I would like to tell you what I did yesterday: I wore a skirt and T-shirt and floated around in flats drinking cold cider. On Tuesday I rolled the car windows down, threw up the house’s storm panes, and let my hair air dry. And on Monday I bought four pounds of wild caught gulf shrimp and crabs from a fresh-never-frozen seafood truck. It’s in the seventies. It feels like summer.
Don’t look now, but it’s November 11.
Fabian Seafood, this fresh-never-frozen seafood truck is a grand idea. And yes, I’d be pressed to invent a sketchier place to pick up Gulf shrimp than a Dairy Queen parking lot, from the back of a refrigerated truck.
Did you know saying that out loud makes it sound even sketchier than saying it in your head?
But listen! Family owned business, selling seafood direct to the public since 1975. Direct from Galveston, Texas to the Midwest and Plains states, like Iowa of course, but even up to the Dakotas. When they swung through on Monday, they were peddling Gulf shrimp, from medium all the way up to jumbo sized; blue crab meat; and shucked oysters (the one offering we did not purchase, because I am either snobby or uneducated enough to believe the best oysters come from Brittany or P.E.I., and always in its shell). They don’t post delivery schedules, because their deliveries are a function of daily catches and coastal weather systems. (You’ve just got to divine their delivery days.)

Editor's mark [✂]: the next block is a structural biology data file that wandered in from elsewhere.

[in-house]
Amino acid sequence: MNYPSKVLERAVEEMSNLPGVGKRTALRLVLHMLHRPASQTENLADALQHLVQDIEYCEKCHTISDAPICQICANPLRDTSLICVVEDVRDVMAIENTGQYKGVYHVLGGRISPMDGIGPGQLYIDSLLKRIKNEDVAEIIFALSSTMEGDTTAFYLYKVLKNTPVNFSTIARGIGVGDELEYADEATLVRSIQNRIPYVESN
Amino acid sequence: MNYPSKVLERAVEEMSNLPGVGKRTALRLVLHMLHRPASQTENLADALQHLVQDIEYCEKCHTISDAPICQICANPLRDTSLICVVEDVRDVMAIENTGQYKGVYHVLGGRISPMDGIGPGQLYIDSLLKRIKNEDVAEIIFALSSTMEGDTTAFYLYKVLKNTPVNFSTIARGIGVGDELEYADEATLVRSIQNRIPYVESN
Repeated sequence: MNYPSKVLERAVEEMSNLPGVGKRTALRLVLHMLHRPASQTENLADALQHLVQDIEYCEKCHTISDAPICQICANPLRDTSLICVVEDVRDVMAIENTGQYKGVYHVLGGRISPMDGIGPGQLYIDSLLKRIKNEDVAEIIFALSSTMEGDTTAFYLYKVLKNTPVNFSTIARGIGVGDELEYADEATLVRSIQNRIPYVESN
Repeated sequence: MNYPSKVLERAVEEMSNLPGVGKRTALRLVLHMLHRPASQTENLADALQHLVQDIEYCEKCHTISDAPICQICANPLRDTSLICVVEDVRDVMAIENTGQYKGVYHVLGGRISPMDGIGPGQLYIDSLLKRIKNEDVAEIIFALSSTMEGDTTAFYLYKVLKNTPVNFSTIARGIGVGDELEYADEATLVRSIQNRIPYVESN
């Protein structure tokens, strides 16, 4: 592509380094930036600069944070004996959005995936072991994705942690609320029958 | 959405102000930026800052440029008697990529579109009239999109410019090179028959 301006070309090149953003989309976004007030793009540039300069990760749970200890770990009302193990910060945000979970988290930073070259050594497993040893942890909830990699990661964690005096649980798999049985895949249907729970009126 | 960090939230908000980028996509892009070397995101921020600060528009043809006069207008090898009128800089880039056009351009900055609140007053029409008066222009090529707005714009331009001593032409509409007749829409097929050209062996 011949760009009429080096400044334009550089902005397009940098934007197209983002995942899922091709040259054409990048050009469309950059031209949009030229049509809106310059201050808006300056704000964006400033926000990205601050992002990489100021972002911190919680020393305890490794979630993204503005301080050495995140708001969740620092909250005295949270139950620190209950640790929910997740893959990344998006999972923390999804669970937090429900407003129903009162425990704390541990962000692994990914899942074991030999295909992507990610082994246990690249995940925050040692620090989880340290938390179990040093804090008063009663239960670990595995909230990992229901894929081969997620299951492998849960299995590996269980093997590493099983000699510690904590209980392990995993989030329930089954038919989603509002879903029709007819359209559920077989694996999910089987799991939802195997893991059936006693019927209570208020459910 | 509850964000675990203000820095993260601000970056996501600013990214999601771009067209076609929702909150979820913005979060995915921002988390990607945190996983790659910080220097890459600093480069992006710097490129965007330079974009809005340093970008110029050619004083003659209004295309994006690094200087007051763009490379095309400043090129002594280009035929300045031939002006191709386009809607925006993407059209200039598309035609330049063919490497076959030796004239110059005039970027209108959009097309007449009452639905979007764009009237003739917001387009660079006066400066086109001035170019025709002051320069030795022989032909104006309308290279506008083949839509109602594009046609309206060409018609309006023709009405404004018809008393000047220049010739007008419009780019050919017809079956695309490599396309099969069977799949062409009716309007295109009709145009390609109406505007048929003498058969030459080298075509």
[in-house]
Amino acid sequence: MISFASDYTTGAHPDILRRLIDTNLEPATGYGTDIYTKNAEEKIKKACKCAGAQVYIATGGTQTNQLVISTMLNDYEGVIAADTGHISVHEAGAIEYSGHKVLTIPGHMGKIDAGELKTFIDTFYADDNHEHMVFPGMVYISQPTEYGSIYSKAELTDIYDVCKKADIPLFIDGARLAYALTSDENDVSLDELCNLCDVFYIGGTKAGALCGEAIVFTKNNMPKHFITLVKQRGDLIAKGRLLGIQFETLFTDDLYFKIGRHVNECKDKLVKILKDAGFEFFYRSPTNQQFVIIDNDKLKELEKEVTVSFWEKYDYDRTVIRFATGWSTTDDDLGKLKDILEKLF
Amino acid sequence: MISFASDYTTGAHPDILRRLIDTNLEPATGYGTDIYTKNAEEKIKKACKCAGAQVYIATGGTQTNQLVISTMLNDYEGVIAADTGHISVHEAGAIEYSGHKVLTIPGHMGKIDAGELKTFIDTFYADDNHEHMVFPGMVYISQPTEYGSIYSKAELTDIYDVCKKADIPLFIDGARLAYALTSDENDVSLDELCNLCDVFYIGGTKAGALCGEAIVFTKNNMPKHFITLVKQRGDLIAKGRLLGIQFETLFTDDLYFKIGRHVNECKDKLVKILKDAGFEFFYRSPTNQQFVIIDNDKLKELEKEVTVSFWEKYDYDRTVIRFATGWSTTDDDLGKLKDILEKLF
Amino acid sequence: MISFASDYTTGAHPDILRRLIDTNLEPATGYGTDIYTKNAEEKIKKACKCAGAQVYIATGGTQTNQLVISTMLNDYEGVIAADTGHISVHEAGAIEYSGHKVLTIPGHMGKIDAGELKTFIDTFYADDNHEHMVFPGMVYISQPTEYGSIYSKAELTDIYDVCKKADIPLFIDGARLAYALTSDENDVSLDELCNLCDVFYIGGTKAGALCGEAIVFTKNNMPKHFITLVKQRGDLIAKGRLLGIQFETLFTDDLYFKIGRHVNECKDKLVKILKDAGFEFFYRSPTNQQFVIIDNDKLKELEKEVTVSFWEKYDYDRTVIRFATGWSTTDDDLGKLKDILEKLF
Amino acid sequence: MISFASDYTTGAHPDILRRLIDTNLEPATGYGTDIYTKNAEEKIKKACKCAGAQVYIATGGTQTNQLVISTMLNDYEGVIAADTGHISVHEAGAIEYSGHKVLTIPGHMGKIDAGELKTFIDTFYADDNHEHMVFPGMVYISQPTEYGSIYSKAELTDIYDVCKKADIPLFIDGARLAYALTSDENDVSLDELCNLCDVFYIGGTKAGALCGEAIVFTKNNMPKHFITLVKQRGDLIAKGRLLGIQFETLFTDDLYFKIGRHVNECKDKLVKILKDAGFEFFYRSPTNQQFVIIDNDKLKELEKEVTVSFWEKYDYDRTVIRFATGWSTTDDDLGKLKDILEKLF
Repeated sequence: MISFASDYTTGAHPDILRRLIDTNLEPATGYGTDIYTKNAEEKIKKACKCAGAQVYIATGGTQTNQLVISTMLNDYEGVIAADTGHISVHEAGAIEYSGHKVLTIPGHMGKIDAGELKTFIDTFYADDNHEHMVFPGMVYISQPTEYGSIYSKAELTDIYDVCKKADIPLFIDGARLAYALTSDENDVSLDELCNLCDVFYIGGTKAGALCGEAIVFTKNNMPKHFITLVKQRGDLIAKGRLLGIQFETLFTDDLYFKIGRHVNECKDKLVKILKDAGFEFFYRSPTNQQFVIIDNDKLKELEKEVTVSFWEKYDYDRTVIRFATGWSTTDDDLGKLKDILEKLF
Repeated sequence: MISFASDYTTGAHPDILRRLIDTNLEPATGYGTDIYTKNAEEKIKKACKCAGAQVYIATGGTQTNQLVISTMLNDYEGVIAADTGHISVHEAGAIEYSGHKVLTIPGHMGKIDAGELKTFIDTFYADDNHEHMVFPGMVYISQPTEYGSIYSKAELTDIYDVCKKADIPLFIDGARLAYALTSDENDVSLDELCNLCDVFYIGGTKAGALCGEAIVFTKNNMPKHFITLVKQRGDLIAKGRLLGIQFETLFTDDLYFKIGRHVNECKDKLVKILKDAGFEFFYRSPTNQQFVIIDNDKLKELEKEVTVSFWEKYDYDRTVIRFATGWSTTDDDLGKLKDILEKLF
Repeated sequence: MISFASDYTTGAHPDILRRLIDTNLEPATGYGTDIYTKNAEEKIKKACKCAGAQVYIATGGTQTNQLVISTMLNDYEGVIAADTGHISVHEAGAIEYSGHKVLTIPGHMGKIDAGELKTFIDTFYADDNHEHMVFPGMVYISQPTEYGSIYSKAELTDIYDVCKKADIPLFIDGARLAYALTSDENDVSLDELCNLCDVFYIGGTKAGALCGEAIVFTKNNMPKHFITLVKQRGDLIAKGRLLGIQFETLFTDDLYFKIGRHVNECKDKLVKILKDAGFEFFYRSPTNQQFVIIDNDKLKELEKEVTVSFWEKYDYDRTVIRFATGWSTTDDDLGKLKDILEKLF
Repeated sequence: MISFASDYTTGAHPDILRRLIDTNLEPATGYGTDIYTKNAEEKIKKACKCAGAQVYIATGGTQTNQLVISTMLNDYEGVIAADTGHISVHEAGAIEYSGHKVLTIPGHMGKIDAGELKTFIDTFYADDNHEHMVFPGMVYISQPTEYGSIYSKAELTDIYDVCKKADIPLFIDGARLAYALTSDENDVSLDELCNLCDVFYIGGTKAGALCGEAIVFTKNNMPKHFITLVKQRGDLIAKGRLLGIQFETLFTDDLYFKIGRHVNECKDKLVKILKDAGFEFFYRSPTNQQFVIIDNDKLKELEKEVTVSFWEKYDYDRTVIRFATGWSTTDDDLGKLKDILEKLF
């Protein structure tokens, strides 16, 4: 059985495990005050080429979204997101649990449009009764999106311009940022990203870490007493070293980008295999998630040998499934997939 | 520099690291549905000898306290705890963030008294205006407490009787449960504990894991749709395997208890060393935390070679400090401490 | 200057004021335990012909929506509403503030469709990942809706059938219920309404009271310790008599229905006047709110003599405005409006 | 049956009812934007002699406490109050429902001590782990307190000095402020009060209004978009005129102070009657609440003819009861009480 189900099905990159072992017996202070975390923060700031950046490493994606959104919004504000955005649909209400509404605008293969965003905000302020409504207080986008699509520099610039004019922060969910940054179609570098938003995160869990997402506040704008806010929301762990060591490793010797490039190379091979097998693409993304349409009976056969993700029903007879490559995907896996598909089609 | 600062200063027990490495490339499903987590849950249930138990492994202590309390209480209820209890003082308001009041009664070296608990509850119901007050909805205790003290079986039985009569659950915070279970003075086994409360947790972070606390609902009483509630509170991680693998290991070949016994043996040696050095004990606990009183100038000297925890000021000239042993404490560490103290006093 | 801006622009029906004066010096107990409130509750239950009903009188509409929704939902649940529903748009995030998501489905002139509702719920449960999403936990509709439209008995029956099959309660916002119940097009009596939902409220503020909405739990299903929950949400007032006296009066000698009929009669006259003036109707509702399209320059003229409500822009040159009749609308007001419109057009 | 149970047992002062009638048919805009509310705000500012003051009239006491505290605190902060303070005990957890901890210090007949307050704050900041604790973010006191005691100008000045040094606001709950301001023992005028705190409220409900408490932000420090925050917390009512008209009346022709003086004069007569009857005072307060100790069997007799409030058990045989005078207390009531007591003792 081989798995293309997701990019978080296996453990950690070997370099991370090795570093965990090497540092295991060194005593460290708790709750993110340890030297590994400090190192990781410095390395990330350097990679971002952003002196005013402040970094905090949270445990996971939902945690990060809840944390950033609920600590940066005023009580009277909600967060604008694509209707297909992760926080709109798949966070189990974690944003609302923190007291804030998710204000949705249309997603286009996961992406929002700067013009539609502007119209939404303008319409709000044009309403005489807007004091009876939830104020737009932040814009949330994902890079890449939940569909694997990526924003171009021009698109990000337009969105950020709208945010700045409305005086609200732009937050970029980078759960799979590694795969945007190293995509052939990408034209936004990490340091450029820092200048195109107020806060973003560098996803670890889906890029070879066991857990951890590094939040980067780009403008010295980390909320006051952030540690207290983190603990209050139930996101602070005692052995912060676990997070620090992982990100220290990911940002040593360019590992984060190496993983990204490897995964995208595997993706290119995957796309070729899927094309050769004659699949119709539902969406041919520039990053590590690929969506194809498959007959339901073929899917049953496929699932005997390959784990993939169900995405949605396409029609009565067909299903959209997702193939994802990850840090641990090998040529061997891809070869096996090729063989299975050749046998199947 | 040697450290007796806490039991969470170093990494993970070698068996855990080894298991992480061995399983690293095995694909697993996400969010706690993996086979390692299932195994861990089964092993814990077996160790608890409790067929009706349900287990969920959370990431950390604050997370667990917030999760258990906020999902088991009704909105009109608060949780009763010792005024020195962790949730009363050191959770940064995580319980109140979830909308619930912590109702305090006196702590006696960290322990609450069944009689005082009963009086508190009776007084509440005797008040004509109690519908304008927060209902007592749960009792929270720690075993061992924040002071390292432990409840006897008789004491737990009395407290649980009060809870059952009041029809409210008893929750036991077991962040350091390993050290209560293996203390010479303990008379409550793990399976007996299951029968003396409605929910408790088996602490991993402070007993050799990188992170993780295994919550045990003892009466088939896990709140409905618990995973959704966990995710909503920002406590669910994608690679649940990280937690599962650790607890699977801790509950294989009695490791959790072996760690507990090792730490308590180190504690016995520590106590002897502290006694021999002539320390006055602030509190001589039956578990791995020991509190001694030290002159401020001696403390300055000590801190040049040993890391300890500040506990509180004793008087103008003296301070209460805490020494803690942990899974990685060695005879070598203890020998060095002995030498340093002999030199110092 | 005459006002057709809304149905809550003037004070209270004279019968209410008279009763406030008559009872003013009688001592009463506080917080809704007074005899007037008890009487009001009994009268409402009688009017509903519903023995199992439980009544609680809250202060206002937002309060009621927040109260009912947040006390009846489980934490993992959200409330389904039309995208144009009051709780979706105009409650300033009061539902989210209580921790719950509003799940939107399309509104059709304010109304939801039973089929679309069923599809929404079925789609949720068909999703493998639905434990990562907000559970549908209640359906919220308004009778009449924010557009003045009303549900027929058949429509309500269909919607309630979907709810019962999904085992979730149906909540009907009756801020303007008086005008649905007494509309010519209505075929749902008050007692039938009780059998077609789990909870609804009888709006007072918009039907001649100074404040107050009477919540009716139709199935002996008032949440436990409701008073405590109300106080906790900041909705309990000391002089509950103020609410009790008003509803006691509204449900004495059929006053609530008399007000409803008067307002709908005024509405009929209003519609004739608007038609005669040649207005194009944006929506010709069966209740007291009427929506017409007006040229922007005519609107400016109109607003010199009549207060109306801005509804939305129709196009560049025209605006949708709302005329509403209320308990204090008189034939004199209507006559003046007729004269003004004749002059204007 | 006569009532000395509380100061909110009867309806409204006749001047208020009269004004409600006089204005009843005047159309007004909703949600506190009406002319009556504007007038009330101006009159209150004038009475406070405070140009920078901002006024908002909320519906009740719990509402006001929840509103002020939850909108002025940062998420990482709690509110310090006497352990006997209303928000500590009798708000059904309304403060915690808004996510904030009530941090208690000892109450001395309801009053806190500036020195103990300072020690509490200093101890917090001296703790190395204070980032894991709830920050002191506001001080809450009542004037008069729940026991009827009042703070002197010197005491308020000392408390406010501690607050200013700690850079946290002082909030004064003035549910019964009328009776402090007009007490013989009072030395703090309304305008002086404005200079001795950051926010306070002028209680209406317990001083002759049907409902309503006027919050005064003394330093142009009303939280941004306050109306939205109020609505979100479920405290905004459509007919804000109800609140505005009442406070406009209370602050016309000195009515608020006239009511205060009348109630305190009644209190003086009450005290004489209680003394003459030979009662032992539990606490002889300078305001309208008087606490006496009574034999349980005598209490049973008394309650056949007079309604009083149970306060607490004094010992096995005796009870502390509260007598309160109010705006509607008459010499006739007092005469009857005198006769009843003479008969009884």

A word on Gulf seafood, vis-a-vis the BP oil spill: I believe it’s safe. I’m buying it. (Them. The story that it’s safe, and the shrimp. I am buying both.) I believe the independent labs, FDA, and yes, I believe the integrity of Fabian’s product. I like buying shrimp from a Galveston fishing family, rather than commercial farms in Thailand, and I think you should, too. (And I will let you know if petroleum starts spontaneously gushing from my ears.)
So the Fabian folks handed me that wad of crab meat, and shoveled three pounds of medium-sized shrimp, at around $10/pound, into a paper bag. Back at home, I followed the instructions for freezing the two pounds — storing them away for cold January nights, if it ever gets cold that is, when fresh Texas seafood has faded to a golden memory — submerge completely in water and freeze in an air-tight container. I used those outrageously high-tech, pump-out-the-air Glad vacuum bags. Watch out! And with the remaining pound: de-shell, de-vein, rinse clean, pat dry. Then I brought out a recipe from our sips and apps party, a new one for you guys: Citrus-Coriander Shrimp. Whisk together lime juice, orange juice and zest, garlic, mustard, salt, and a whole lotta coriander, and marinate for four hours. Broil in the oven. Skewering to resemble lollipops: optional.